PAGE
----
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Tackling the pay gap between men and women

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Tackling the pay gap between men and women

The pay gap between men and women in the European Union (EU) continues to exist. In this Communication, the Commission examines the causes for this situation, lays out a number of ways in which to end this inequality and calls upon all interested parties to harness their efforts in tackling it.

ACT

Communication from the Commission to the European Parliament, the Council, the European Economic and Social Committee and the Committee of the Regions of 18 July 2007, entitled Tackling the pay gap between women and men [COM(2007) 424 final - Not published in the Official Journal].

SUMMARY

The principle of equal pay for men and women has been a part of the Treaty of Rome since 1957. Article 157 of the Treaty stipulates that the Member States must ensure that the principle of equal pay for equal work or work of equal value is applied. Furthermore, reducing the pay gap is one of the objectives of the European Strategy for Growth and Jobs.

In practice, the situation is still problematic. Within the Union, women continue to earn 16.2% less on average than men per hour of work (Eurostat 2011), despite evidence of significant advances in terms of training and professional experience. These figures demonstrate the continued existence of the pay gap between women and men, which so far is closing only at a very slow pace.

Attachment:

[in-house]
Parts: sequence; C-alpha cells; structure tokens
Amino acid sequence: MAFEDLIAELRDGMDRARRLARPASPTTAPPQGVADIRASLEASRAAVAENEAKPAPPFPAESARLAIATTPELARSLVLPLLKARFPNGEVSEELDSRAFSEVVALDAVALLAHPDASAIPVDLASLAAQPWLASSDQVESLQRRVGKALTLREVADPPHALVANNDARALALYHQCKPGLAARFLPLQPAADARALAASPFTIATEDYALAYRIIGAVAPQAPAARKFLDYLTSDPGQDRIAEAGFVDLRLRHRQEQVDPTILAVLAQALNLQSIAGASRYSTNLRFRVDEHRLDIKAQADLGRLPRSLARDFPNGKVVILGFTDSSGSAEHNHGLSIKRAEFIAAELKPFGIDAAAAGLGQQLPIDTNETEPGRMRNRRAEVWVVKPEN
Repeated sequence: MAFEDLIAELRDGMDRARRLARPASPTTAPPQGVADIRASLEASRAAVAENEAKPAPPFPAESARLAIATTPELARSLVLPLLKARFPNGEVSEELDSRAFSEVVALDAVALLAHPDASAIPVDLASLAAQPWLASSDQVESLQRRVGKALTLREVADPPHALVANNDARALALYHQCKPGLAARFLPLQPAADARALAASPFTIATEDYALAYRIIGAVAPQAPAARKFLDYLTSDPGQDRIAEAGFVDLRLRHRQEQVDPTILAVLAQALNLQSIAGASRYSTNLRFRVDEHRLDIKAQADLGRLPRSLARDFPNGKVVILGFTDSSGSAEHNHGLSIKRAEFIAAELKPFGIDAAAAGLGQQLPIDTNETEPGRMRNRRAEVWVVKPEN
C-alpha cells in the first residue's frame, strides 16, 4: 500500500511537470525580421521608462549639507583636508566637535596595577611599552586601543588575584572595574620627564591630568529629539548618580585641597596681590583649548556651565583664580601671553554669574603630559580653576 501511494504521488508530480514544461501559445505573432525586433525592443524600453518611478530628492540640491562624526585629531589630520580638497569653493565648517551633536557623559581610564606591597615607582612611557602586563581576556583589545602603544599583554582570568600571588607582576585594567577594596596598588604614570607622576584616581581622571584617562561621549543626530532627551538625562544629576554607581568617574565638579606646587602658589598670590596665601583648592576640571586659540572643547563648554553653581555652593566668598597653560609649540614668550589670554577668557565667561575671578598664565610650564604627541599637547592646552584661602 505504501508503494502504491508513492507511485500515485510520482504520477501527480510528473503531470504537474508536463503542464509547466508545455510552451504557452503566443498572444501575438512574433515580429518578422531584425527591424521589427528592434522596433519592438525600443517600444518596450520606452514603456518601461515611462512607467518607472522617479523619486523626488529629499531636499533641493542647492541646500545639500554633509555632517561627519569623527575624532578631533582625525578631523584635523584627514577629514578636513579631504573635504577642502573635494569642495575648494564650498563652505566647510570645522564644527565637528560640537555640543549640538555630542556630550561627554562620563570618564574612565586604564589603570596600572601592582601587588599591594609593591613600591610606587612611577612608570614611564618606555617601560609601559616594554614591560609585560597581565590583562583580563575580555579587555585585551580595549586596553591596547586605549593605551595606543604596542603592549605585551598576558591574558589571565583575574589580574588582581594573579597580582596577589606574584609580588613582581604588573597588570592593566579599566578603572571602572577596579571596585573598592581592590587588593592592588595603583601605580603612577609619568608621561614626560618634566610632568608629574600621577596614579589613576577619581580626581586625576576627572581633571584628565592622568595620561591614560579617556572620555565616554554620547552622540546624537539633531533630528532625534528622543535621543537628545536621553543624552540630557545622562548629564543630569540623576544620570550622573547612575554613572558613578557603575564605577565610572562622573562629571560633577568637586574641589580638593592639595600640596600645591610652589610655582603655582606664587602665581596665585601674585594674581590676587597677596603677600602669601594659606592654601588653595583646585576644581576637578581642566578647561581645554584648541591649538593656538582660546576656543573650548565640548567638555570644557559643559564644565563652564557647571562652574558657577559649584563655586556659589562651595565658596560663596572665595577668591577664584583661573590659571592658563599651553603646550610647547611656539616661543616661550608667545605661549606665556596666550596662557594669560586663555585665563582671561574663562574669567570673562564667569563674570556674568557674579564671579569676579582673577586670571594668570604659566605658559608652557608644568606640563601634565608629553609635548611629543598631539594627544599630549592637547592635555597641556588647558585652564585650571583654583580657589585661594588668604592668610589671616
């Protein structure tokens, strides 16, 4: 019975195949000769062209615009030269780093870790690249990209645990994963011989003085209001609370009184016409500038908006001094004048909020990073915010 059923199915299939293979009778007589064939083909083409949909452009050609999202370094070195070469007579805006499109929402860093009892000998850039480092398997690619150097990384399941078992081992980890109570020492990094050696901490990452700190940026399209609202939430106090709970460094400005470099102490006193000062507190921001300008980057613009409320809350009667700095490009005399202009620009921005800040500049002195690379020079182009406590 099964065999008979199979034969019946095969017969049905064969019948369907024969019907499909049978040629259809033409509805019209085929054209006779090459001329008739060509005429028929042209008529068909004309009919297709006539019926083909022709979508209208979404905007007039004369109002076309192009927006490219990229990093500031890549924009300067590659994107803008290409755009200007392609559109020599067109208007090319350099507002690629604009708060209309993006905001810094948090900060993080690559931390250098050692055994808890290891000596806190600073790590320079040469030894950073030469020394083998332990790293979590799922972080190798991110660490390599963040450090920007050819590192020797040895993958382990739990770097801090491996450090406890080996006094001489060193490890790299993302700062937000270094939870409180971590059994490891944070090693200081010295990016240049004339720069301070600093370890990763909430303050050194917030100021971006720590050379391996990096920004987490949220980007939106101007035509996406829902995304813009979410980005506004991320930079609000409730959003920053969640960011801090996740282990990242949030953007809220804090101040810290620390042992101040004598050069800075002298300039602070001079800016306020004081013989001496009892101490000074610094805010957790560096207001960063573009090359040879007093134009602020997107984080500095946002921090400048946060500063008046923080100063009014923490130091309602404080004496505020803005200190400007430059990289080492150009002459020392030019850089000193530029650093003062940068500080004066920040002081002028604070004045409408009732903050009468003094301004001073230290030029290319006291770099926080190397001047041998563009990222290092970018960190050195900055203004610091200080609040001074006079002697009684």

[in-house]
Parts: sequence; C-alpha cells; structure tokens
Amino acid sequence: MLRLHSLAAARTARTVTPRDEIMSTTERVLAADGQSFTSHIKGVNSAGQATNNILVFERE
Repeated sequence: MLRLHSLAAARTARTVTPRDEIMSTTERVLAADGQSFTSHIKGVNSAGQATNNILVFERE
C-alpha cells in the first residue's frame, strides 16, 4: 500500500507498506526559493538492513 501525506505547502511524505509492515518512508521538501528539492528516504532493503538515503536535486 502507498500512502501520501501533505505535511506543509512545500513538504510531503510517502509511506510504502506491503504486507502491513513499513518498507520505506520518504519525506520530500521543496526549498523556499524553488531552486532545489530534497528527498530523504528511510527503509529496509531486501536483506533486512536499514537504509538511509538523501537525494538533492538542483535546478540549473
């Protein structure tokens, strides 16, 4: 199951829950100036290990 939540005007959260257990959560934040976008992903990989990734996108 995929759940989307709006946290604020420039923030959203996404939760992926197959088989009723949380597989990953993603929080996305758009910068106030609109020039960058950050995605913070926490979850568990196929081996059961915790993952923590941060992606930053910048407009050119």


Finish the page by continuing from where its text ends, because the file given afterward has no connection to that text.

The majority of the causes linked to this gap cannot be attributed to objective criteria. Women achieve a higher pass-rate at school and account for the majority of graduates in all the Member States. Why, therefore, do they not achieve better conditions on the labour market and why is their productive potential not fully exploited?

The European Commission alone cannot tackle the pay gap. For that reason, the efforts of all the interested parties will have to be harnessed, beginning with the Member States and the social partners, which together hold most of the power to make decisions and take action.

A complex and persistent problem

Differences in pay can be explained by a series of criteria such as:

  • individual characteristics (age, level of education, experience acquired);